Few games incorporate and reward experimentation as successfully and as elegantly as this iPad puzzler does
Puzzle games are perfect fare for bus rides, commercial breaks, and just about every other two-minute pause in our lives. This makes them a perfect fit for the iPad.
What I love about the modern tablet- and smartphone-oriented era of the puzzle game is how creative, elegant and mood-enhancing this category has become. In both art direction and game design, mobile game developers are discovering myriad ways to express themselves, and we’re seeing some fairly eye-opening results.
The touch interface is certainly a catalyst in this regard. From a design perspective, the mechanic of using your fingers instead of a mouse to do things is liberating, and is inspiring more physically-oriented game concepts.
Blek does all of the above in such an elegant manner that it is a revelatory experience. I mean that literally – you can express yourself in surprising ways as you attempt to solve the game’s 100+ puzzles. And if you have an iota of introspective curiosity, you will find yourself learning (or at least thinking) a little about yourself in the process.
The core of the game is that you draw a line that eliminates all colored dots it encounters, but is in turn swallowed up by black dots. The goal is to eliminate all the colored dots on the screen without being eliminated by the black ones.
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Blek was developed by Kunabi Brother, which is a game design studio made up of two brothers in Vienna, Austria. Based on their web site, and their description of the game, it is clear that these guys enjoy making games. Blek has a decidedly minimalist approach. The hook is that whatever line you draw on the screen continues to repeat itself, up to and including bouncing off of the horizontal borders of the screen. (Drawn lines will disappear at the top and bottom of the screen, however.)
The genius is that it mirrors your input, both in terms of style and cadence. If you draw quickly, the game will reproduce your stroke in a rapid fire sequence of movements. Draw more methodically, and you’ll see that reproduced as well. Watching the game reproduce your drawing style is mesmerizing.
The beauty of Blek is that there is no sense of tension whatsoever. Instead the game’s minimalist design rewards creativity and experimentation. You don’t incur penalties for failing to eliminate all the colored dots on the screen. There is no fail screen. There is also no timer and no score. And you can quickly interrupt an unsuccessful approach by simply touching the screen.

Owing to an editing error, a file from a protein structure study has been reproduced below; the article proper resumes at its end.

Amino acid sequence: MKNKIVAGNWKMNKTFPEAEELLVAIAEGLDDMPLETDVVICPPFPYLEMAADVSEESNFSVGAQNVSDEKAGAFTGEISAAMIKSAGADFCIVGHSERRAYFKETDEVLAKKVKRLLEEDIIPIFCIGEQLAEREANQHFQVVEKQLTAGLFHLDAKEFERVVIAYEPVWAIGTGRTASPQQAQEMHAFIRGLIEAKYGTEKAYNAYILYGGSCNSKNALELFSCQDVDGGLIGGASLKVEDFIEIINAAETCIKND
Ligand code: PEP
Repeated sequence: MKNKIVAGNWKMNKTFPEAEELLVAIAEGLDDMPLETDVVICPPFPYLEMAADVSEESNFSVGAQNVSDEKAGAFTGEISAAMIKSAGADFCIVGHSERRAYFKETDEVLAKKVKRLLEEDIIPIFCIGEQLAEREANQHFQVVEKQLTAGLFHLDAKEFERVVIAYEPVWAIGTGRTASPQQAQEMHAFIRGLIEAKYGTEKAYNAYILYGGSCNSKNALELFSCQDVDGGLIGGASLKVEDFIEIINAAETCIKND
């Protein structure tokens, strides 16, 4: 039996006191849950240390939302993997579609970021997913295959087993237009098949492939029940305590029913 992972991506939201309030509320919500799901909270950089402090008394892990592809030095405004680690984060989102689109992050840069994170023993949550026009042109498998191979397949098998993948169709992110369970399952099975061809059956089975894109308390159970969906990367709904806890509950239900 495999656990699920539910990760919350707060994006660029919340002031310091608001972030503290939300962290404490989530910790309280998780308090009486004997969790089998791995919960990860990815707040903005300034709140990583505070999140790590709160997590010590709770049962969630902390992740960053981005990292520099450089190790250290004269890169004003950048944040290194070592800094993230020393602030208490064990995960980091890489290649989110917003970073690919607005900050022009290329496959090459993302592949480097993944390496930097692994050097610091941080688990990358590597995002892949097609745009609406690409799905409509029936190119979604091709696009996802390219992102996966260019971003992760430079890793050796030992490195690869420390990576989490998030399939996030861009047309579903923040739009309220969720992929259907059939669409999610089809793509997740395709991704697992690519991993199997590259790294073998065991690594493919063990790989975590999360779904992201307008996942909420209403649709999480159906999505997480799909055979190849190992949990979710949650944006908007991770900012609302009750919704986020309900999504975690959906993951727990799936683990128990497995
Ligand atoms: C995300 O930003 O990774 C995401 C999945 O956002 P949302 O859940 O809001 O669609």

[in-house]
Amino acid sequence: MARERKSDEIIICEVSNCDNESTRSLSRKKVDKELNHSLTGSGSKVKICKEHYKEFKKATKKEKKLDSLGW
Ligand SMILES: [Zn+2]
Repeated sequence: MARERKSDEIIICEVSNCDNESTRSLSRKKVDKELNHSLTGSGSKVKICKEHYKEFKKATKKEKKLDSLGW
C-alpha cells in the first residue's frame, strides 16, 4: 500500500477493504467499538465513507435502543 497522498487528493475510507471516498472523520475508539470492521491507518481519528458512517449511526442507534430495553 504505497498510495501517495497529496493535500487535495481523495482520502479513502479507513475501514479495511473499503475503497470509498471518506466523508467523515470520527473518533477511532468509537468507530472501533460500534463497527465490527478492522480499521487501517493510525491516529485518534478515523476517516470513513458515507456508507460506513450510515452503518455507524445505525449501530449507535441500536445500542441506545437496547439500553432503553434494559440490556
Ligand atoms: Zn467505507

If I had one criticism of Blek, it is that the absence of social connectivity feels like a missed opportunity. One of the main lessons I’ve learned from games like Candy Crush saga is how effective embedding an overt social context in your game can be in motivating players to continue playing your game. Knowing that your friends have passed missions X, Y, and Z creates a subtle, enjoyable tension.
Ultimately, I suppose, this runs counter to the minimalist nature of the game. Still though, I would love to see how my friends are solving some of the puzzles I’m moving through. A “Share this Solution” would be an alternate, less competitive way to provide social context.
Other tablet games I’m playing
1. Battle Supremacy: A surprisingly “core” gamer’s game that allows you to command a World War II tank in a variety of single-player and multi-player missions. The graphics are incredible for a tablet game.
2. Robocop: A fun free-to-play action-cover shooter for the iPhone and iOS. It will reportedly be available on Android devices on January 15.
3. Lost Toys: A slightly unnerving puzzle game where you have to repair a series of children’s toys.
5. Super Stickman Golf 2: I got pretty sucked into the original Stickman Golf, so I’m happy to see a sequel. The gameplay hasn’t changed much, although there are many new power-ups. (Also available for Android.)
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